Sethurama Rao v. Kumar: Specific Performance Case Summary

The case of Sethurama Rao v. Kumar revolves around a dispute over specific performance. The respondent, Kumar, sought the nullification of a sale deed while the petitioner, Sethurama Rao, contested the claim. Ms. Sanya Kumar, representing the respondent, defended the High Court’s decree. Follow the intricacies of this legal battle in the detailed summary below.


  • The plaintiff executed a deed of sale in favour of the defendants for a sale consideration of Rs.35,000/-, receiving Rs.6000/- as difference in the sale price.
  • The second defendant admitted execution of the mortgage deed and borrowing of Rs.29,000/- by the plaintiff.
  • The plaintiff borrowed a total of Rs.29,000/- from the defendants.
  • The plaintiff gave up demand for reconveyance and executed a sale deed.
  • The reconveyance agreement was not to be acted upon.
  • The plaintiff mortgaged the property to the bank on different occasions for loans.
  • Defendants paid off the bank dues to save the property from auction.
  • No proof of readiness and willingness to perform plaintiff’s part of the contract under the Specific Relief Act.
  • The sale deed was not nominal but a security for the loan advanced.
  • Plaintiff’s wife testified as PW-1 and exhibited documents P-1 to P-19.
  • Second defendant testified as DW-1 and exhibited documents D-1 to D-15.
  • Defendants were put in possession of the property through a mortgage deed in October 1973.
  • An agreement of reconveyance was executed by the defendants in 1975 but plaintiff did not agree to it.
  • Plaintiff’s wife was brought on record after his demise as the legal representative.
  • Plaintiff sued for specific performance of the reconveyance agreement or to declare the sale deed null and void.
  • The suit concerns property at Site No. 522, Banashankari, Bangalore.
  • Defendant No. 1, C. Sethurama Rao passed away during the suit.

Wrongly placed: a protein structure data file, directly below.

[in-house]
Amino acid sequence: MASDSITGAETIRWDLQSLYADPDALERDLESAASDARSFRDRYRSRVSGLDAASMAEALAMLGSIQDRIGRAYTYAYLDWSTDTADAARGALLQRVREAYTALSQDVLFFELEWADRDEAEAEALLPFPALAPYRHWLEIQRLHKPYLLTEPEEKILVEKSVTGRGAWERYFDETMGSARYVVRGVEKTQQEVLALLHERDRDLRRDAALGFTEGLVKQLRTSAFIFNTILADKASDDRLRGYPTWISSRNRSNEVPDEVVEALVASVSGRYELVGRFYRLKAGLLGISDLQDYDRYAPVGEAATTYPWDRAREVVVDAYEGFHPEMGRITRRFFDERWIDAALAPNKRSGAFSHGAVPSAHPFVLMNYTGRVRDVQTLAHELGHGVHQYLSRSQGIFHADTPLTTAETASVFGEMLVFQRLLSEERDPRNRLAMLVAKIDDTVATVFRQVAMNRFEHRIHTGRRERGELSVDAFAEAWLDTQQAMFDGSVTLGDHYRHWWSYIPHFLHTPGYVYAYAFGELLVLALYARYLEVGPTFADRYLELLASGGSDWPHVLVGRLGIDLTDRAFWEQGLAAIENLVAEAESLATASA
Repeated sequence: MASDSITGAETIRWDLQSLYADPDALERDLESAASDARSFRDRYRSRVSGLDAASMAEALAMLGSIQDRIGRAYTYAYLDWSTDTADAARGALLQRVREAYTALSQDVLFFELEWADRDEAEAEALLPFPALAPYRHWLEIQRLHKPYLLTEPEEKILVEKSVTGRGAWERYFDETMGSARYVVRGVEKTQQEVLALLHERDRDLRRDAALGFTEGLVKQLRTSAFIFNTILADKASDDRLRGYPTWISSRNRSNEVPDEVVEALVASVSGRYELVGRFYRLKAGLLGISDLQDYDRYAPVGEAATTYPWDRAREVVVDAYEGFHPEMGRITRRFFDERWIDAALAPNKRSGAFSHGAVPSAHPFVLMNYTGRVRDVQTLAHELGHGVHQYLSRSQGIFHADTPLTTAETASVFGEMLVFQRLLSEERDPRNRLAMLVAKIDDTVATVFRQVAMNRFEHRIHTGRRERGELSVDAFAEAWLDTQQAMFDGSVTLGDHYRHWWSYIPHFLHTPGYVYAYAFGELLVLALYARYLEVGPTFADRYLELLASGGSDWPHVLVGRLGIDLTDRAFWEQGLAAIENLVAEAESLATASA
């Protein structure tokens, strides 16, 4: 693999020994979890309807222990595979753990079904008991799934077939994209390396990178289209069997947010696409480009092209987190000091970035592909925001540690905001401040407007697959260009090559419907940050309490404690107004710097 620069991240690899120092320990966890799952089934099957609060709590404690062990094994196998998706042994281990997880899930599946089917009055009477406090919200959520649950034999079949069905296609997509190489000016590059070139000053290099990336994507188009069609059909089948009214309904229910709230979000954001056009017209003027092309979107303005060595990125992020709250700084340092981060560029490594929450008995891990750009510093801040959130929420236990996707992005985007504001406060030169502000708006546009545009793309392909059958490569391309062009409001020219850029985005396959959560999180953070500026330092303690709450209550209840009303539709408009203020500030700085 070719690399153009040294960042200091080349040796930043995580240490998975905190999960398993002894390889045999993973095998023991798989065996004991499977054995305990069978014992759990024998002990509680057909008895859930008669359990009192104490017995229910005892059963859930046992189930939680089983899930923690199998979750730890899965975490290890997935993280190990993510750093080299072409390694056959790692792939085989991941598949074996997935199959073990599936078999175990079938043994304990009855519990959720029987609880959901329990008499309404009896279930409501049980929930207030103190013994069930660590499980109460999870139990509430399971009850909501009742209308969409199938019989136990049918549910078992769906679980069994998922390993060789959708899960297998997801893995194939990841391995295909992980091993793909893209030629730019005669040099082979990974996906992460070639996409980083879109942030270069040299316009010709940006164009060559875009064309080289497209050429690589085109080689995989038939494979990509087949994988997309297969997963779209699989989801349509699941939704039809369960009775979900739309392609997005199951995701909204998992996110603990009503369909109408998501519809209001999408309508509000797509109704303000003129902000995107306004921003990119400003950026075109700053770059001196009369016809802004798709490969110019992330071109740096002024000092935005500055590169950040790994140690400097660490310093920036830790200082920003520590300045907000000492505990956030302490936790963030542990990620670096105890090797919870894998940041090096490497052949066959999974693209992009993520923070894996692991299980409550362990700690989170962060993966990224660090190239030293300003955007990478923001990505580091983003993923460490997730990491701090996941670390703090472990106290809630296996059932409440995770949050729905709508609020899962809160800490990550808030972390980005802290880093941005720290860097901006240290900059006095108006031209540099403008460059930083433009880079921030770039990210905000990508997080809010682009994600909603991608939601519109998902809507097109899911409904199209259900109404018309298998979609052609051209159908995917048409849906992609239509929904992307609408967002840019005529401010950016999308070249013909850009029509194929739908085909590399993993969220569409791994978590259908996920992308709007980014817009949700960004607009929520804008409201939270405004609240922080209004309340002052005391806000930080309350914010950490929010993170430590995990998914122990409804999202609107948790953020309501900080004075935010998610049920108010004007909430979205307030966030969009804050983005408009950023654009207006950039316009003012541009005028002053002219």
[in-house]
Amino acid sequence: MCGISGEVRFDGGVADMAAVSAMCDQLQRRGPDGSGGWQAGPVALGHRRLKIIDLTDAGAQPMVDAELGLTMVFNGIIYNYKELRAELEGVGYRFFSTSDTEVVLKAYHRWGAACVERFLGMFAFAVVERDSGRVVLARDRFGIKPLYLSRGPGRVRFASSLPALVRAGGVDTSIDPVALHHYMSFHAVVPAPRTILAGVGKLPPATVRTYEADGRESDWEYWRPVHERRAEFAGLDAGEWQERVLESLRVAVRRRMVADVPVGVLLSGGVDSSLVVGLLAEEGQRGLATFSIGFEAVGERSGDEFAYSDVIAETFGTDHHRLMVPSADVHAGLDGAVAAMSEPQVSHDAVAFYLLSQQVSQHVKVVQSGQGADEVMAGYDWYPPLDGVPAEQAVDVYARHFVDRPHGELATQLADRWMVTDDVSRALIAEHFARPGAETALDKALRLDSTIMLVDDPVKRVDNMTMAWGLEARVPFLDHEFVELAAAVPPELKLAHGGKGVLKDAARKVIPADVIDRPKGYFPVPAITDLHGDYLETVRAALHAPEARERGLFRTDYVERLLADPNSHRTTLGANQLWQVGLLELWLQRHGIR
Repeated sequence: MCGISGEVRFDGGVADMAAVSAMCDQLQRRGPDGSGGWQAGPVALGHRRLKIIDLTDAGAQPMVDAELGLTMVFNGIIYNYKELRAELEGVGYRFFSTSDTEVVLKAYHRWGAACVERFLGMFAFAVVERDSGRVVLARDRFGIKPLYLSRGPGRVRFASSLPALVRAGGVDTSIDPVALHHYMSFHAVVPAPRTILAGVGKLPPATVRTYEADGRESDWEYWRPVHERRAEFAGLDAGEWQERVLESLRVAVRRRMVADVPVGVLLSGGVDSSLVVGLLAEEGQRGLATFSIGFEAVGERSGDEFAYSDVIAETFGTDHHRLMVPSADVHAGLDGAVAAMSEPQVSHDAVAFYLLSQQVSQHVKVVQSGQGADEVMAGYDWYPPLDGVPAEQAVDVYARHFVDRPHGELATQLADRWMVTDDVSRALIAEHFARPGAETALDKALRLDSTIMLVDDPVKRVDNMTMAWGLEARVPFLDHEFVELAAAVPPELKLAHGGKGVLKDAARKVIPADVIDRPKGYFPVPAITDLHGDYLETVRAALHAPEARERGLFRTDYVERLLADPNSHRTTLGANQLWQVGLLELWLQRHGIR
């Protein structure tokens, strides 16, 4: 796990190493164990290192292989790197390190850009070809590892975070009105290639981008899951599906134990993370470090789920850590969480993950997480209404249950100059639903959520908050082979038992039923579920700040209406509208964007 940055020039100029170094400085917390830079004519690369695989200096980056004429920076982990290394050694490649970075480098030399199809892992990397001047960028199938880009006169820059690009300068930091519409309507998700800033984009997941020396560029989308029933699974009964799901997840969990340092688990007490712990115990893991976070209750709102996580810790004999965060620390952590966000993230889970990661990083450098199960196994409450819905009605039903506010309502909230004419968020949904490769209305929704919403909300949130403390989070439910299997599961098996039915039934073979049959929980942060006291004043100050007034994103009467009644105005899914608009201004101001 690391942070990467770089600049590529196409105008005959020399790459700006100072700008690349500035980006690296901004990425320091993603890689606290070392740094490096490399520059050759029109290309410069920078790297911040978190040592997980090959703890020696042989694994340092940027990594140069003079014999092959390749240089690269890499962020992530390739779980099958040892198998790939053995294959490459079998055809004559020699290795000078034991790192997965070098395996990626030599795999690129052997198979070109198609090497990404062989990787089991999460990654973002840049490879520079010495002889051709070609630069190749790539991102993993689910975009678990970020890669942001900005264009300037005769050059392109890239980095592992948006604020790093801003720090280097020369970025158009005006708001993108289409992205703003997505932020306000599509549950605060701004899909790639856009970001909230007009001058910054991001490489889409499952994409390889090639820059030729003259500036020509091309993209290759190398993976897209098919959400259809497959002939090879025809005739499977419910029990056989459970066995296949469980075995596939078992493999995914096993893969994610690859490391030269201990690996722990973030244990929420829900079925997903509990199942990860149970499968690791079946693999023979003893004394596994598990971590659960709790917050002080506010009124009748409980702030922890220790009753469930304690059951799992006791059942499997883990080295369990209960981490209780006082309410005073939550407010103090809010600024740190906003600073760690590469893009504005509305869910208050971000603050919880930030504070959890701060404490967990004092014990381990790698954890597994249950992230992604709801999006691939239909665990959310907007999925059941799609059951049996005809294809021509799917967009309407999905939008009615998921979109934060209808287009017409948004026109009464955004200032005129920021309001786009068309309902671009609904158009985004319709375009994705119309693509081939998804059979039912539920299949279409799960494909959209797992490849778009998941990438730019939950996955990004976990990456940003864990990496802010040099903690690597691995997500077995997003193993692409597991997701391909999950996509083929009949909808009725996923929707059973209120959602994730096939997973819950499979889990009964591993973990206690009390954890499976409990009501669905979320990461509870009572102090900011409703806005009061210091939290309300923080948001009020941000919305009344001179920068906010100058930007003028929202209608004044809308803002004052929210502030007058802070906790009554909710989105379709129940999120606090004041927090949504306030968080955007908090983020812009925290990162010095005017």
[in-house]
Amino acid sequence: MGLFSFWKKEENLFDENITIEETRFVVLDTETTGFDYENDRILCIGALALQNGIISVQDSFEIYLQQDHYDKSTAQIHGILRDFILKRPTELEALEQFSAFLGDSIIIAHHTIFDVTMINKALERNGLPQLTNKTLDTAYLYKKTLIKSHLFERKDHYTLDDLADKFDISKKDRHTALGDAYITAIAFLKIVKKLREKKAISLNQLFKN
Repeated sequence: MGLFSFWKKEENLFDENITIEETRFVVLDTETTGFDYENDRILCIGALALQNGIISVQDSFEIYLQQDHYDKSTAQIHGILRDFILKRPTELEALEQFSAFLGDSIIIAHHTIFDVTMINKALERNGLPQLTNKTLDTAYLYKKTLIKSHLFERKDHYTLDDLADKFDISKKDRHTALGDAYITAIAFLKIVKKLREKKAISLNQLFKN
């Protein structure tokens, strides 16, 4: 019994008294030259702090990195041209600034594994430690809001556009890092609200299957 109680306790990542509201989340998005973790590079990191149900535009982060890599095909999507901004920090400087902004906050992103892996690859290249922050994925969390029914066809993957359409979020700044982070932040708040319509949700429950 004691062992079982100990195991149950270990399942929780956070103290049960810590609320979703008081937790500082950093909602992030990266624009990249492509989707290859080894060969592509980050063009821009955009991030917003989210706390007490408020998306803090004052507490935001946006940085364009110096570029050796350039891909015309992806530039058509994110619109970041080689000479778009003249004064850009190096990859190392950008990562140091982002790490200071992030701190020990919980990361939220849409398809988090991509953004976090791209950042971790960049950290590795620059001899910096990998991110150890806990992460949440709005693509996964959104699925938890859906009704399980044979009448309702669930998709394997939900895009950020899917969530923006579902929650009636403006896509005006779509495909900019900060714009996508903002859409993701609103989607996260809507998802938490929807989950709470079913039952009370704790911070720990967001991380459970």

• Plaintiff demanded a reconveyance deed after five years of defendants receiving Rs.35,000.
  • Defendants were in possession without paying rent, and plaintiff without paying interest on the loan.
  • The CITB allotted the property to the plaintiff who sought financial assistance from defendants for construction.
  • Defendants initially loaned Rs.2,000 and later Rs.10,000 with 18% interest.
  • Plaintiff failed to pay interest regularly leading to the nominal sale deed.
  • Defendants were directed to execute a reconveyance deed.
  • The High Court allowed the appeal.
  • Plaintiff failed to prove readiness and willingness to perform the contract.
  • Plaintiff averred in the plaint about readiness and willingness.
  • Trial court found plaintiff established execution of agreement of reconveyance.
  • Plaintiff filed R.F.A. No 626 of 2001 challenging trial court’s judgment.
  • Sale deed dated 23.04.1975 was not nominal.
  • High Court determined sale deed as security for loan advanced by defendants.
  • Trial court dismissed the suit.

Also Read: Interpretation of Government Premises in Eviction Proceedings


  • The High Court set aside the judgment of the trial court and decreed the suit.
  • The appellant/defendant No. 2’s counsel argued that the suit was for specific performance of an agreement to reconvey.
  • It was claimed that the sale deed dated 23.04.1975 was not a nominal sale deed.
  • The plaintiff failed to prove readiness and willingness to pay the consideration amount.
  • It was stated that the plaintiff had no financial capacity to fulfill the agreement.